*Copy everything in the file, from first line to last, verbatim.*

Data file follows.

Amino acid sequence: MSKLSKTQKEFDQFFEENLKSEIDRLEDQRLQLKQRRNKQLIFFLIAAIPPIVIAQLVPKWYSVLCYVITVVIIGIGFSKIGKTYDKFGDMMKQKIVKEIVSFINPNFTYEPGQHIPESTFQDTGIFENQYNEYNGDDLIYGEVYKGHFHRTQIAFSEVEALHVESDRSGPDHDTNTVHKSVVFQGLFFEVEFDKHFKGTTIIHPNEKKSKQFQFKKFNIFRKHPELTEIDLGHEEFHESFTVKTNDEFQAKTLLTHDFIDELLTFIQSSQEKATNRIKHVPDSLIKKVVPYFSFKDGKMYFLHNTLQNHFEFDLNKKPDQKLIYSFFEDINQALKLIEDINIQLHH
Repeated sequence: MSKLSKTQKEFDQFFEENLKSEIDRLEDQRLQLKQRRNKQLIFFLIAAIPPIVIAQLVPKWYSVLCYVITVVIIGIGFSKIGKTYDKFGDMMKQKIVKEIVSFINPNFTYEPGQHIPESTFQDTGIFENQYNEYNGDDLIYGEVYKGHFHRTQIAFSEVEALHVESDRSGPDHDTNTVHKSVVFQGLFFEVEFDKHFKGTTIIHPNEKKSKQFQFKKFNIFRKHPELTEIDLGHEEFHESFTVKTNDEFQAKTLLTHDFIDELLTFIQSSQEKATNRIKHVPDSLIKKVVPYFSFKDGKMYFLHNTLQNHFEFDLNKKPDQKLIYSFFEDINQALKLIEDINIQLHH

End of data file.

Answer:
Amino acid sequence: MSKLSKTQKEFDQFFEENLKSEIDRLEDQRLQLKQRRNKQLIFFLIAAIPPIVIAQLVPKWYSVLCYVITVVIIGIGFSKIGKTYDKFGDMMKQKIVKEIVSFINPNFTYEPGQHIPESTFQDTGIFENQYNEYNGDDLIYGEVYKGHFHRTQIAFSEVEALHVESDRSGPDHDTNTVHKSVVFQGLFFEVEFDKHFKGTTIIHPNEKKSKQFQFKKFNIFRKHPELTEIDLGHEEFHESFTVKTNDEFQAKTLLTHDFIDELLTFIQSSQEKATNRIKHVPDSLIKKVVPYFSFKDGKMYFLHNTLQNHFEFDLNKKPDQKLIYSFFEDINQALKLIEDINIQLHH
Repeated sequence: MSKLSKTQKEFDQFFEENLKSEIDRLEDQRLQLKQRRNKQLIFFLIAAIPPIVIAQLVPKWYSVLCYVITVVIIGIGFSKIGKTYDKFGDMMKQKIVKEIVSFINPNFTYEPGQHIPESTFQDTGIFENQYNEYNGDDLIYGEVYKGHFHRTQIAFSEVEALHVESDRSGPDHDTNTVHKSVVFQGLFFEVEFDKHFKGTTIIHPNEKKSKQFQFKKFNIFRKHPELTEIDLGHEEFHESFTVKTNDEFQAKTLLTHDFIDELLTFIQSSQEKATNRIKHVPDSLIKKVVPYFSFKDGKMYFLHNTLQNHFEFDLNKKPDQKLIYSFFEDINQALKLIEDINIQLHH